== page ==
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A nice write-up by Leo Brewin of different quantities (metric tensor, geodesic, parallel transport, law of cosines) in terms of normal coordinates.

Here is a thought of the day: in general a principal geodesic component does not pass through the intrinsic mean on the manifold. Which is not the case in the usual Euclidean PCA. The reference is the article by Stephan Huckemann. I think it is worth to carefully go through it.

Nice article “The Mighty Mathematician You’ve Never Heard Of” in the NYTimes on the occasion of the 130th birthday of Emmy Noether. I remember being stunned when I learned that Noether was a she. There are not that many female mathematicians.

There is an attempt at explaining the Noether’s theorem for a layman:

Wherever you find some sort of symmetry in nature, some predictability or homogeneity of parts, you’ll find lurking in the background a corresponding conservation — of momentum, electric charge, energy or the like. If a bicycle wheel is radially symmetric, if you can spin it on its axis and it still looks the same in all directions, well, then, that symmetric translation must yield a corresponding conservation. By applying the principles and calculations embodied in Noether’s theorem, you’ll see it’s angular momentum, the Newtonian impulse that keeps bicyclists upright and on the move.

I have to say, I do not find this convincing. I wonder if there is a more intuitive and more direct way to explain this theorem for a layman? That is an interesting thing to ponder about.

P.S. On a more scientific note (and to get back to the research part of this blog :), Noether’s theorem is at the heart of the conservation of momenta on the groups of diffeomorphisms. I am using this conservation (and people have used it many times before, for example, Statistics on diffeomorphisms via tangent space representations) to study statistical variability of the hippocampus dataset. The paper writing is in the progress.

If you are in the job market for an academic job or do not have ideas to put down in

your teaching statement, here is a nice summary of misconceptions about student learning.

(this advise is actually hurting me, cause I will have more competition, haha)

To apply this knowledge is another matter. I don’t know how these facts would help in teaching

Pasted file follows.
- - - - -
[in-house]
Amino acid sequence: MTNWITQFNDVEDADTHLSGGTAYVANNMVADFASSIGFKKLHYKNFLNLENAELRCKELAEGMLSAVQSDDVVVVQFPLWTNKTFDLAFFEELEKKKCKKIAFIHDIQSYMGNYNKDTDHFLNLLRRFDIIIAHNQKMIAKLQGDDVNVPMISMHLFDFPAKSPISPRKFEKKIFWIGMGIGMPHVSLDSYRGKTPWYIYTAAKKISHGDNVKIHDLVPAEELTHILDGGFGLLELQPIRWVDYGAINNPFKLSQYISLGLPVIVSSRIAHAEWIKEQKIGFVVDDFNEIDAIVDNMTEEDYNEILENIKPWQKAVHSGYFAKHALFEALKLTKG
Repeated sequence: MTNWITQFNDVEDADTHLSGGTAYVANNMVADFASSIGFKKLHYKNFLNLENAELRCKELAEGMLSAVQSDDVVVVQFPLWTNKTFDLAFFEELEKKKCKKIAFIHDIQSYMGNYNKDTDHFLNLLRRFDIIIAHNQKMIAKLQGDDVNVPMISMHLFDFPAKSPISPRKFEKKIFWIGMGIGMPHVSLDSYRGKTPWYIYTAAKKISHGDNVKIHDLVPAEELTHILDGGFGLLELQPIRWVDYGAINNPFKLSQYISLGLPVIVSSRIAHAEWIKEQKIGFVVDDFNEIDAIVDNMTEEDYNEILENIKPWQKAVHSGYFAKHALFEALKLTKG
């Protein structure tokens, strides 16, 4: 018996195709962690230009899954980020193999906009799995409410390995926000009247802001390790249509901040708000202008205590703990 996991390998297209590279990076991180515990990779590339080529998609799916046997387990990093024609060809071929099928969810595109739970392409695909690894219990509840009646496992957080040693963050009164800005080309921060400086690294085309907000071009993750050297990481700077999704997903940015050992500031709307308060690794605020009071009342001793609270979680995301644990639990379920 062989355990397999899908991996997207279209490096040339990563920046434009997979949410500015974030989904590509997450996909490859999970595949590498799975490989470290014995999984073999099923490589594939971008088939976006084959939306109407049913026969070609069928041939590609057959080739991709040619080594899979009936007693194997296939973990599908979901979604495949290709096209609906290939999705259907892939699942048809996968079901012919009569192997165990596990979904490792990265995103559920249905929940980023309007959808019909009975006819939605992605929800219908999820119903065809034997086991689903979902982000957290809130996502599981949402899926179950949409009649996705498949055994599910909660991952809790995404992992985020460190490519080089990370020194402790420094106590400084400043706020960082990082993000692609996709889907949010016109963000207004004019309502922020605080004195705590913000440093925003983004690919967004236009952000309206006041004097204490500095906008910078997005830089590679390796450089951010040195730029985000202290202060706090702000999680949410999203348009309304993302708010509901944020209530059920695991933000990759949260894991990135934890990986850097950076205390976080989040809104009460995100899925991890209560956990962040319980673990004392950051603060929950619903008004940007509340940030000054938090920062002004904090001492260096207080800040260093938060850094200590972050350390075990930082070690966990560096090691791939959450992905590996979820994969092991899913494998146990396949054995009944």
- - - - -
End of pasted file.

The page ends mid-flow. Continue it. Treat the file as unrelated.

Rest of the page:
math classes (calculus, differential geometry etc). I guess one just has to try…

A great article, Don’t Lecture Me: Rethinking How College Students Learn, about peer-teaching. Resonates a lot with my thoughts.

I encouraged students to explain each other problem sets.

But here’s the irony. “Mary is more likely to convince John than professor Mazur in front of the class,” Mazur says.

“She’s only recently learned it and still has some feeling for the conceptual difficulties that she has whereas professor Mazur learned [the idea] such a long time ago that he can no longer understand why somebody has difficulty grasping it.”

I have encountered a very nice way of referencing in one paper. Along with the usual way of citing a paper in the body of the article there is a back reference. In the bibliography after each paper there is a page number where this paper has been mentioned. I find it very sexy.

The thing that annoys me with references is that one cannot see the reference right next to the place where the author is mentioning it. While reading on a computer this issue could be solved: you click on the references, jump to the bibliography, and then can get back through the “back” button. This approach is still buggy though. But when one reads a physical print-out there is no ‘back’ button, it is very inconvenient to jump back and forth. When somebody will come up with the solution to this, she/he will earn my most eternal gratefulness.

P.S. I keep telling myself I should post more often here. We’ll see.

My colleague and friend, Mario Micheli, has co-authored (with P.Michor, D.Mumford) a paper “*Sectional Curvature in terms of the Cometric, with Applications to the Riemannian Manifolds of Landmarks*” (arxiv). This is a landmark (sic!) paper, that expresses the curvature of the manifold of landmarks in terms of the cometric, which is a much simpler formula (but by no means simple) than the expression in terms of the metric (cometric is the inverse of the metric).

Another interesting part is that authors decomposed the curvature into four terms, thus attempting to describe what exactly makes curvature positive/negative. The decomposition is given in physical terms (strain, force, compression). Armed with a strong physical intuition one might be able to decipher what exactly makes the curvature non-zero.

A more general paper on the expression of curvature in terms of cometric is coming out later, as I have been told by MM.

Lowering or raising indices or, in other words, canonical isomorphisms between a tangent bundle and a cotangent bundle are called musical isomorphisms.

A nice post by wonderful Terry Tao about the Arnold formalism.

Sums it up in a concise way, where everything is in one place.